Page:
Some of the most famous brands in France were initially and often still are family businesses. A few even headed by women! Meet five historic French entrepreneurs.
The Haviland family: Haviland Porcelain
This family is a real franco-american immigration tale ! A Norman family since the time of the English invasion, they left France for the US in 1648 to join the Quaker colony in Providence, RI, then generations later a certain David returned to France to start producing and exporting porcelain. David’s son, Theodore, whose name was backstamped in on the early Haviland porcelain, was born in France in 1842. David was 100% American by several generations and knew no French, nor how to make porcelaine. First he exported some porcelain pieces he purchased in France to his brother’s shops in NYC. It sold well, so he began actual production in styles that were more adapted to American tastes. Then the US Civil War ruined them. At the end of the war Theodore was sent to the US to rekindle the business and they once again had huge success. The Havilands developed chromolithography, a method of transferring a design to the porcelain as opposed to hand painting, and modernized their designs by hiring artists. Theodore then when back to the Limoges area of France to start his own factory where Haviland porcelain is still produced today. The Haviland family was also known for their Quaker principles. They created emergency funds, vacation and housing options for their employees during the 19th century well before this became standard practice or was legislated. https://www.haviland.fr/en/ #Havilandlimoges
The Cadolle family, makers of fine and haute couture lingerie
Herminie Cadolle was a militant, had she lived in the 21st century she might have been a suffragette or wear a pussy hat. She grew up in the Yonne Department which is not too far east of Paris, married near Blois then moved to Paris with her husband and young son. By trade she was a corset maker and her husband a painter and so they were easily able to find jobs in Paris. They participated in the Commune in 1870 and were arrested, then graced. After several more years of political agitation, Herminie, now a widow, left Paris for Buenos Aires where she opened a lingerie shop. Then, ever the feminist and activist, she had a great idea to liberate women. To make women more comfortable she created a two piece corset. Essentially she invented the bra, which vis à vis to a corset was liberating. When she returned definitively to Paris in 1910 she opened a shop on Chaussée d’Antin and the Maison Cadolle was founded. As time went on the family business was run by Marie, Marguerite, Alice and now the 6th generation of Cadolles, Poupie Cadolle, who is a direct descendent of Herminie. As Poupie says « Cadolle est une entreprise familiale de savoir-faire, de luxe et de tradition. C’est une vraie saga de femmes. Nous sommes vouées aux femmes et nous avons le culte du corps, de la séduction et du raffinement « . [Cadolle is a family company of savoir-faire, luxury and tradition. A true tale of women. We are dedicated to women and we respect their bodies, seduction and refinement.] Today they have online sales, a shop in Paris at 4 rue Cambon and a haute couture custom lingerie salon at255 rue Saint Honoré. The House has created lingerie for Mata Hari, Coco Chanel, the Duchesse of Windsor and other glamorous ladies. All their products are made in France. www.cadolle.fr #cadolle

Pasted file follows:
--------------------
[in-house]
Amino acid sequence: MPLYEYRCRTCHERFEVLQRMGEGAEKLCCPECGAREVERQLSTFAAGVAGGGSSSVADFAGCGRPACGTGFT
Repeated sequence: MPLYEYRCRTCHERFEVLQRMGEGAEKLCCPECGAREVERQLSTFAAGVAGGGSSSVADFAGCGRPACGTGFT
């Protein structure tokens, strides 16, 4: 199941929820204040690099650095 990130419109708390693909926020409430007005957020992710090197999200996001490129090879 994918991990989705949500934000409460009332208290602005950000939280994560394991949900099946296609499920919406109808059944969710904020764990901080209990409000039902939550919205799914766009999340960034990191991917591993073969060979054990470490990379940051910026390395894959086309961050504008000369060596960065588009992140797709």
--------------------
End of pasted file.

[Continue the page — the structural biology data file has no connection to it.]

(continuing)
Beginning in 1772, Philippe Clicquot, from a family of bankers and textile merchants, had a vineyard. He wanted to expand internationally and shipped his first champagne to Venice. When his son died in 1805 the son’s widow Barbe Clicquot Ponsardin, decided to take charge of the family business – a rather daring idea for the time period. Madame Clicquot was born in Reims in 1777, She was the daughter of baron Nicolas Ponsardin, and received a traditional education strong in moral values typical of the time period. It is said that two words summed up her personality: audacity and intelligence. Shortly after taking over Madame Clicquot made her first innovation by producing the first dated (millésime) bottles of Champagne. In 1814 under the Napoleonic Empire she ignored the continental blockade and shipped more than 10,000 bottles of her product to Russia. The champagne was a triomphe in Russia and was celebrated by Pouchkin, Tchekov and Gogol. On the technical side Madame developed the riddling table which allows the sediment in the bottles to collect in the neck, making removal easy. She was also the first to add red wine (instead of berries) to make a pink champagne. 1877 she had another bright idea and made the vineyard’s label yellow. This distinctive label became one of the principle marks of recognition of the brand. Throughout her tenure at the helm she continued to better the wine’s qualities with new techniques and expanded production. Her homologues called her « la grande dame de la Champagne ». After many generations of being family run Veuve Clicquot is now part of another family: LVMH. #veuveclicquot